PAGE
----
I recommend a stretched canvas instead of the canvas boards because they will be ready to hang up on your wall once the painting is complete and you don’t have to worry about the expense of framing afterwards! Plus, framing looks a bit traditional/classical. A stretched canvas is much more contemporary.
A good beginner size is 12×16’’ and for the next painting go larger! You can buy whatever size you want but it can be verrrryyy daunting looking at a large blank canvas.
There are generally 2 standard canvas depths (3/4 inch or 1 1/2 inch). Canvas frame depth is totally a personal preference on what you think looks best and whether you plan to frame it. Personally I like the 1 1/2 for large canvases, I paint over the sides and don’t frame them.
Cost: $7-12 for a stretched 12×16” canvas depending on the depth.
You’ll need the following brushes (see image below to match brushes with their names):
– 1x fine tipped Round or Rigger Brush – for fine detailing
– 1x small Bright or Flat or Filbert HOG HAIR brush (less than 0.7cm wide) – for detailing
– 1x large Flat HOB HAIR brush (at least as wide as an adult thumb ~2cm+) – for covering large areas of canvas
For 99.7% of my painting I use the above three brushes. Occasionally I use an extremely fine tipped brush for detailing and signing.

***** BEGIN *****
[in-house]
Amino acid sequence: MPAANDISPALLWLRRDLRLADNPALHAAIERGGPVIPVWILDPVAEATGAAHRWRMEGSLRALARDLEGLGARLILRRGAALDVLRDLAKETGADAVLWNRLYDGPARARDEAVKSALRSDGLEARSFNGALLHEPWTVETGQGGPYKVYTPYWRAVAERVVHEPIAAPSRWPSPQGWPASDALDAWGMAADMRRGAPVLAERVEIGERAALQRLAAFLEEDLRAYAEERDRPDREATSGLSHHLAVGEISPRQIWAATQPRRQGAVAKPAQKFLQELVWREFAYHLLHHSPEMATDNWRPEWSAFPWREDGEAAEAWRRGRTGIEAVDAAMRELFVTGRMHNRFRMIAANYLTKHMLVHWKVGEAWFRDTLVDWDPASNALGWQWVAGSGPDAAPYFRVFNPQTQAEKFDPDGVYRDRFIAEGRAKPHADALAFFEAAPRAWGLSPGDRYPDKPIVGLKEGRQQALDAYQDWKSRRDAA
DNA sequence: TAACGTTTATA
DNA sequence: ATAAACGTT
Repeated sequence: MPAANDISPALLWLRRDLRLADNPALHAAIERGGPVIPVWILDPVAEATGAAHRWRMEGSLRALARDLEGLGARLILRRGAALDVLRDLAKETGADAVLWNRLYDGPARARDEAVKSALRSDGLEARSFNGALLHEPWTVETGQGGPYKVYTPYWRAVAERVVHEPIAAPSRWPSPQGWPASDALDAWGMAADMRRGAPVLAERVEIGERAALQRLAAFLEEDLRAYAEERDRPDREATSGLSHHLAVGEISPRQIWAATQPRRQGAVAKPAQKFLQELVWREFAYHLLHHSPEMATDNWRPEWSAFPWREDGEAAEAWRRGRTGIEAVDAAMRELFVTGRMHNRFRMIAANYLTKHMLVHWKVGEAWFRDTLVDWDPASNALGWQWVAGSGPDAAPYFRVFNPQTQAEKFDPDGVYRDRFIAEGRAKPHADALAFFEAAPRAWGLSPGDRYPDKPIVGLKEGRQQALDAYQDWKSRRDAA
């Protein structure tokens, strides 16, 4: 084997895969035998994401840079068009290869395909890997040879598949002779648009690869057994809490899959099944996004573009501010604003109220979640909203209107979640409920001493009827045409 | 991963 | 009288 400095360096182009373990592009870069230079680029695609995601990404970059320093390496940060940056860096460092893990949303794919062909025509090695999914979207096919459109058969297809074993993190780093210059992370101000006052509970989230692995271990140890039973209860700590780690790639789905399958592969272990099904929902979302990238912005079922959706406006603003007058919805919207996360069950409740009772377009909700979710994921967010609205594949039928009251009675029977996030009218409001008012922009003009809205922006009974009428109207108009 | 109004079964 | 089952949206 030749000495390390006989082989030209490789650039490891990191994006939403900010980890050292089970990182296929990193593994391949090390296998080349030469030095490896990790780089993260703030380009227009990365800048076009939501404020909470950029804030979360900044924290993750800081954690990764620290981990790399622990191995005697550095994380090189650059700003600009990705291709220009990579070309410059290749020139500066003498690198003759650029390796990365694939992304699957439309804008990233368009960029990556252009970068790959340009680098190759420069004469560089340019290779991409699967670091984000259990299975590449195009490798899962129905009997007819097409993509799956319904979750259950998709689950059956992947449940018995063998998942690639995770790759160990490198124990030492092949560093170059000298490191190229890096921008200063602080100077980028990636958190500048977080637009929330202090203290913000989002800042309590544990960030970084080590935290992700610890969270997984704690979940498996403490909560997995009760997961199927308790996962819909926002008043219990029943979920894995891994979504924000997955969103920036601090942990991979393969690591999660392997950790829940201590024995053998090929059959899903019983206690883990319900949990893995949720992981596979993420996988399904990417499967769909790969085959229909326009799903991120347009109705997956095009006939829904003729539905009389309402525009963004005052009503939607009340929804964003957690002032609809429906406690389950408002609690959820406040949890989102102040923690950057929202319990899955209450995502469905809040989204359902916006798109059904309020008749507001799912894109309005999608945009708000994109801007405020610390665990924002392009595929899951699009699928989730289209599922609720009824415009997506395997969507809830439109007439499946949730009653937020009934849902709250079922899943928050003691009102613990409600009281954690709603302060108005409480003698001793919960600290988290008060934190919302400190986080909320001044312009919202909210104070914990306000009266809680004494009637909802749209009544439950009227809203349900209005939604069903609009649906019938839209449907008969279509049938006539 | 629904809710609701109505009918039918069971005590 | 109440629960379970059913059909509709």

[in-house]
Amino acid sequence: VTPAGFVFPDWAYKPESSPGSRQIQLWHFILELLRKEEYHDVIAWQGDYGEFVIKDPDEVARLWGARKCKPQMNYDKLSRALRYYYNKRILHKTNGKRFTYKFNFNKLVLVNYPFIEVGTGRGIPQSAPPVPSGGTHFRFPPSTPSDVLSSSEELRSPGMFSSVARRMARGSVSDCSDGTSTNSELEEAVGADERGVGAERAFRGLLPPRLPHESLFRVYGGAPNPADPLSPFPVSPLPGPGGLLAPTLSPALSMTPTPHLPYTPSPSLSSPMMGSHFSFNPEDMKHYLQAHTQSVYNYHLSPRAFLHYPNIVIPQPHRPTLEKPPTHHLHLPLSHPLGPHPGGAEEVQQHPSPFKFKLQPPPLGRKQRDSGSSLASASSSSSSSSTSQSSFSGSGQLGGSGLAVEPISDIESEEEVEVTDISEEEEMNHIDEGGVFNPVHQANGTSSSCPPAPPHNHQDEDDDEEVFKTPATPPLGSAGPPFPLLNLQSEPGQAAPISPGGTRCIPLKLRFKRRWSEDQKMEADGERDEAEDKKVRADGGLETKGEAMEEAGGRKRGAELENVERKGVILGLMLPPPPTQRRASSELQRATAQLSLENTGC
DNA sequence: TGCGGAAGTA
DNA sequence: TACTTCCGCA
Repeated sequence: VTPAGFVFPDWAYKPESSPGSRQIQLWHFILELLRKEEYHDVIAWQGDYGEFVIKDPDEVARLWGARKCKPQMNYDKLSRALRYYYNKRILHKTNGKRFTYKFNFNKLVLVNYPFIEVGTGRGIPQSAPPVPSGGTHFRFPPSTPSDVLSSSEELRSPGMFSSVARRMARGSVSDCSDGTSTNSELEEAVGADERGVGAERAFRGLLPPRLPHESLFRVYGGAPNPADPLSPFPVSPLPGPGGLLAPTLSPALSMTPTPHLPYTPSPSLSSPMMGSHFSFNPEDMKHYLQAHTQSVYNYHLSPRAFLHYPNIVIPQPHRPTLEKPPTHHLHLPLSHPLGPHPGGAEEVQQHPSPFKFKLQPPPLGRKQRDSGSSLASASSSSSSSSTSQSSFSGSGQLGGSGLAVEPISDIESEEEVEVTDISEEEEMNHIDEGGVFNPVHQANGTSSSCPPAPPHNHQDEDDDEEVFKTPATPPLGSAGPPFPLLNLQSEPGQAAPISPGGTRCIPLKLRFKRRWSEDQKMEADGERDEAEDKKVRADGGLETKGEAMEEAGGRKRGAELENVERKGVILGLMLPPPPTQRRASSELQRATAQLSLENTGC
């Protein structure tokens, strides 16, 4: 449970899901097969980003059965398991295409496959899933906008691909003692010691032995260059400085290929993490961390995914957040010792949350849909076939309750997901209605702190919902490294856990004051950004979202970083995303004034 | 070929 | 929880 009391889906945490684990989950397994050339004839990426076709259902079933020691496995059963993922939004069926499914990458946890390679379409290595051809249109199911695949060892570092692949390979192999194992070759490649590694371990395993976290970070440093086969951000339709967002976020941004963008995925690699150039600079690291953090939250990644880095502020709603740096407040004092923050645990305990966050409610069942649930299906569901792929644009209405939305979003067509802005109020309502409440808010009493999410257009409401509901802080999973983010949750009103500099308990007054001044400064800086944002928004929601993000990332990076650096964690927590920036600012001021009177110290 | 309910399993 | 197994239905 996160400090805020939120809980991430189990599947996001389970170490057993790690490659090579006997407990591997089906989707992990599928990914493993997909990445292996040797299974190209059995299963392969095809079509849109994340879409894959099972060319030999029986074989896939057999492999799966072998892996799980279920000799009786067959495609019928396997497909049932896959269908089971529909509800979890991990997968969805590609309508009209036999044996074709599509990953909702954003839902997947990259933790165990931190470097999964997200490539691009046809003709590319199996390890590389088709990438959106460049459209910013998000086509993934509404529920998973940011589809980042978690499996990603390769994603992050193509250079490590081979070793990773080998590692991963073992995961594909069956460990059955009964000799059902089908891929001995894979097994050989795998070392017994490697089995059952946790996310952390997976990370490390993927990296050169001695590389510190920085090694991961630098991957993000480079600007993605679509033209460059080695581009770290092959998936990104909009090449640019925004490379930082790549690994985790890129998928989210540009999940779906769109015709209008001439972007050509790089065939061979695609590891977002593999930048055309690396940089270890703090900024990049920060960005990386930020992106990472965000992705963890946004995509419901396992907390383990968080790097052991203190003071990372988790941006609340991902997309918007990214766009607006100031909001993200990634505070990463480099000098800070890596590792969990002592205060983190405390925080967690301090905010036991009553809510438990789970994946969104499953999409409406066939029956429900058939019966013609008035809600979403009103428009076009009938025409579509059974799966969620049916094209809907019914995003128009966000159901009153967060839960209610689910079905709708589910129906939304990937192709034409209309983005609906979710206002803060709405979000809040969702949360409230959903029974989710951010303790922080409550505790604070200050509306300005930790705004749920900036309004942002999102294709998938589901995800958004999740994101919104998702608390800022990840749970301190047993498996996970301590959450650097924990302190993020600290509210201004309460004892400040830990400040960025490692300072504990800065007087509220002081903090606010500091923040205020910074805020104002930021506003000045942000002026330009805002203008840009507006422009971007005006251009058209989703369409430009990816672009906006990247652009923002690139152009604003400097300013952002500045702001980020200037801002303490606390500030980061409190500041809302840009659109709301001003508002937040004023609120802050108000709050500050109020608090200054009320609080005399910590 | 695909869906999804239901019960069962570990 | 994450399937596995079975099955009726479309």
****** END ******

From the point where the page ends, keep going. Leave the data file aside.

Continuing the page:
These are the three standard brushes and sizes you’ll see being used at all my Painting Parties and Painting in the Park events.
Unless you are detailing with a round or rigger brush, all other brushes for oil paints need to be HOG HAIR (they are white, thick and bristly brushes). Synthetic and soft brushes will not hold or distribute oil paints properly on your canvas….you’ll have a very frustrating experience unless you stick to hog hair!
Cost: from $1 each to…$$$ If you invest and look after 3 brushes (around $3-7 each), you wont need to replace them for a while.
Baking paper works very well as a palette for oil painting aaaand you can throw it away when you’re done – no mess! Just cellotape some baking paper onto thick cardboard or any other smooth surface.
Or use an empty glass picture frame with white paper inside as a background. This is probably the most commonly used palette among experienced artists.
Cost: Free. Raid your kitchen for baking paper or your house for an unused frame.